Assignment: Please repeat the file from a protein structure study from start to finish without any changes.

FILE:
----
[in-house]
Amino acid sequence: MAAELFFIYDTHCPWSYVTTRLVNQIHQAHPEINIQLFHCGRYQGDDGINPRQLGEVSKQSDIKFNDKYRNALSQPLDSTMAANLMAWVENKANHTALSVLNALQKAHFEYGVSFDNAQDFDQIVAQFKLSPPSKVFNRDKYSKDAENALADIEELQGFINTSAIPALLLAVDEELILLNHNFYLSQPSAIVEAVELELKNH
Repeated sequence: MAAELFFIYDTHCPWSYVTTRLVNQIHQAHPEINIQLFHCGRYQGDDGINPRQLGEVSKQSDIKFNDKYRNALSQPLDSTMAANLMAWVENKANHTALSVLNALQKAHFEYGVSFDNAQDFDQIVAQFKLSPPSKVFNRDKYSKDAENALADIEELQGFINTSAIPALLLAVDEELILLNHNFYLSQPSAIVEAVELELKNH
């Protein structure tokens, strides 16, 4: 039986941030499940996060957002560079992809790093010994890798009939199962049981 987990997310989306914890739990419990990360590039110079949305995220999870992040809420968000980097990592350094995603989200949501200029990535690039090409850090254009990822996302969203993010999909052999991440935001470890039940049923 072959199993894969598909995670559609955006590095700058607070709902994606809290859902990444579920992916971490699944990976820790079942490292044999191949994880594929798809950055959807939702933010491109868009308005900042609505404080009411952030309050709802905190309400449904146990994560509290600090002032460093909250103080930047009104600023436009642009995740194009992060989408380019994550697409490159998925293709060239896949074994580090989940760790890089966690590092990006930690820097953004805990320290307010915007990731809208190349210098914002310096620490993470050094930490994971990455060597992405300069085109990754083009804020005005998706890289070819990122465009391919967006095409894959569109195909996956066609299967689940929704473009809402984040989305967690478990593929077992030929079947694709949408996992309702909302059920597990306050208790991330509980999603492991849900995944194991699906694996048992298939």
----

[in-house]
Amino acid sequence: MAAELFFIYDTHCPWSYVTTRLVNQIHQAHPEINIQLFHCGRYQGDDGINPRQLGEVSKQSDIKFNDKYRNALSQPLDSTMAANLMAWVENKANHTALSVLNALQKAHFEYGVSFDNAQDFDQIVAQFKLSPPSKVFNRDKYSKDAENALADIEELQGFINTSAIPALLLAVDEELILLNHNFYLSQPSAIVEAVELELKNH
Repeated sequence: MAAELFFIYDTHCPWSYVTTRLVNQIHQAHPEINIQLFHCGRYQGDDGINPRQLGEVSKQSDIKFNDKYRNALSQPLDSTMAANLMAWVENKANHTALSVLNALQKAHFEYGVSFDNAQDFDQIVAQFKLSPPSKVFNRDKYSKDAENALADIEELQGFINTSAIPALLLAVDEELILLNHNFYLSQPSAIVEAVELELKNH
């Protein structure tokens, strides 16, 4: 039986941030499940996060957002560079992809790093010994890798009939199962049981 987990997310989306914890739990419990990360590039110079949305995220999870992040809420968000980097990592350094995603989200949501200029990535690039090409850090254009990822996302969203993010999909052999991440935001470890039940049923 072959199993894969598909995670559609955006590095700058607070709902994606809290859902990444579920992916971490699944990976820790079942490292044999191949994880594929798809950055959807939702933010491109868009308005900042609505404080009411952030309050709802905190309400449904146990994560509290600090002032460093909250103080930047009104600023436009642009995740194009992060989408380019994550697409490159998925293709060239896949074994580090989940760790890089966690590092990006930690820097953004805990320290307010915007990731809208190349210098914002310096620490993470050094930490994971990455060597992405300069085109990754083009804020005005998706890289070819990122465009391919967006095409894959569109195909996956066609299967689940929704473009809402984040989305967690478990593929077992030929079947694709949408996992309702909302059920597990306050208790991330509980999603492991849900995944194991699906694996048992298939």